It drives CNBC's Jim Cramer crazy when people say that stocks are dangerous and overvalued "at this point in the cycle."
"I put air quotes around that phrase because whenever people say it, I feel like they're trying real hard to put the stock market in the context of some sort of game," the "Mad Money" host said on Tuesday. "It's the ninth inning, it's the fourth quarter or whatever time frame that resonates as well as the obvious meaning, which is something like, 'We haven't had a recession yet, but we're about to, and if that's the case, stocks are way too expensive.'"
What irritates Cramer most is that he sees plenty of bubbles out there, but the stock market is not one of them.
One such example is bitcoin, the wildly popular cryptocurrency used by traders hungry for its rapid-fire gains and by companies to pay off hackers using ransomware.
In the meantime, wealthy citizens in Venezuela, Zimbabwe and Brazil are purchasing bitcoin as a way to get money securely away from the "failing regimes," Cramer said.
"So you have this currency that's been bid up to $8,000 by people anxious to move their money without government scrutiny for whatever reason," Cramer said. "A year ago, one bitcoin was worth $750. You mean to tell me that's not a bubble? You think that's a safe place, a reasonable approximation of value versus the stock market?"
Cramer also called attention to the Leonardo da Vinci painting that sold for over $450 million, breaking all-time art auction records.
The sale was a prime example of too much money being poured into too little product, the "Mad Money" host argued.
"This one was either a ridiculous outlier or the new benchmark of wealth in the world," he said. "Either way, a painting is not something that generates income and this particular painting may be a fake. Isn't that the definition of overvalued?"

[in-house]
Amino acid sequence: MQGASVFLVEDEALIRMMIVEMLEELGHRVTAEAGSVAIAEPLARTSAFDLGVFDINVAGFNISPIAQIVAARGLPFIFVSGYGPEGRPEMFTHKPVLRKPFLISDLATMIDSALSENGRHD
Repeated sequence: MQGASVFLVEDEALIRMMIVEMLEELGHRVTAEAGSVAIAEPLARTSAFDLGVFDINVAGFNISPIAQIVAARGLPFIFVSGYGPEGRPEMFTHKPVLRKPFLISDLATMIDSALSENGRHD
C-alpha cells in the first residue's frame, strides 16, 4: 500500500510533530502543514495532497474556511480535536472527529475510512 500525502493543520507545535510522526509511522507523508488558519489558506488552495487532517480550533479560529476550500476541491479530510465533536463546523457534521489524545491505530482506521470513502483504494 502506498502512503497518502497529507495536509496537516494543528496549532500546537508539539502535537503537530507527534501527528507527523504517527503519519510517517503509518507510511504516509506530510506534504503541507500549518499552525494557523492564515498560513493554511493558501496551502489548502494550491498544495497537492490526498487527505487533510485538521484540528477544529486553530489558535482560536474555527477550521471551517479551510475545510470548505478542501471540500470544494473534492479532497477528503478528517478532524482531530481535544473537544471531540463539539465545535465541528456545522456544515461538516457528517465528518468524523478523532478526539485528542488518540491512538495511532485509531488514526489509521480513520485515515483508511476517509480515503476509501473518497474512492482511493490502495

Perhaps the most overvalued portion of the market Cramer found was junk bonds, which are low-yield, high-risk, fixed-income investments with credit ratings of BB or lower (by the Standard & Poor's standards).
And then there's the stock market, where Cramer saw only three stocks that truly eschew the boundaries of traditional valuation: Netflix, Amazon and Tesla.
But Cramer said that Netflix's valuation could still be driven higher by the entertainment giant's distribution network and that the market hasn't caught up with Amazon's still-undervalued web services arm.
"Tesla remains a free association situation where anyone can put any value on it," Cramer acknowledged. "But in the last six months, we've gone from having three cult stocks that were impossible to value on the fundamentals to having just one. That's reassuring."
So as certain areas of investment explode in value, Cramer maintained that stocks are one of the few portions of the market where prices actually run true.
"Look, the stock market does not exist in a vacuum," the "Mad Money" host said. "And as long as everything else is totally crazy and bubblicious, stocks are looking good. I don't care where we are 'in the cycle,' I care where we are in the supermarket of investing, and right now, stocks are the only aisle with real and obvious value."
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